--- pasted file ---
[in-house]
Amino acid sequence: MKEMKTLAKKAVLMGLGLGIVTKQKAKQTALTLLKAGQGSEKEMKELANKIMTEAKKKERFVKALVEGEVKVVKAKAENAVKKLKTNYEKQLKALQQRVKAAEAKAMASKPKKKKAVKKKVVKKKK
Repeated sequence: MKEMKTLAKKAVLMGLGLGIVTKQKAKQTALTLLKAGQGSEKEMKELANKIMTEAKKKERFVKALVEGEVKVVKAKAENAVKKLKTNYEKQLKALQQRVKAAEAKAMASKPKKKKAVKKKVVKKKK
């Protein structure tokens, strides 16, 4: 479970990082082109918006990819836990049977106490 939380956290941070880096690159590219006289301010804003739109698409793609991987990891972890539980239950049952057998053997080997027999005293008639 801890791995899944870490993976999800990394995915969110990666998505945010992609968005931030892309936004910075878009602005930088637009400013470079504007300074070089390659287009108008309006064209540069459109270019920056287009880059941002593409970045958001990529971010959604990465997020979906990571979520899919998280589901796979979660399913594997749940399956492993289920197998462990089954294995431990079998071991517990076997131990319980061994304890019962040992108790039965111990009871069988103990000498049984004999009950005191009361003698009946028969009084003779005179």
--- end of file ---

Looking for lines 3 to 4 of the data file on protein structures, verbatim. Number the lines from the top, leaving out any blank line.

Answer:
Repeated sequence: MKEMKTLAKKAVLMGLGLGIVTKQKAKQTALTLLKAGQGSEKEMKELANKIMTEAKKKERFVKALVEGEVKVVKAKAENAVKKLKTNYEKQLKALQQRVKAAEAKAMASKPKKKKAVKKKVVKKKK
């Protein structure tokens, strides 16, 4: 479970990082082109918006990819836990049977106490 939380956290941070880096690159590219006289301010804003739109698409793609991987990891972890539980239950049952057998053997080997027999005293008639 801890791995899944870490993976999800990394995915969110990666998505945010992609968005931030892309936004910075878009602005930088637009400013470079504007300074070089390659287009108008309006064209540069459109270019920056287009880059941002593409970045958001990529971010959604990465997020979906990571979520899919998280589901796979979660399913594997749940399956492993289920197998462990089954294995431990079998071991517990076997131990319980061994304890019962040992108790039965111990009871069988103990000498049984004999009950005191009361003698009946028969009084003779005179």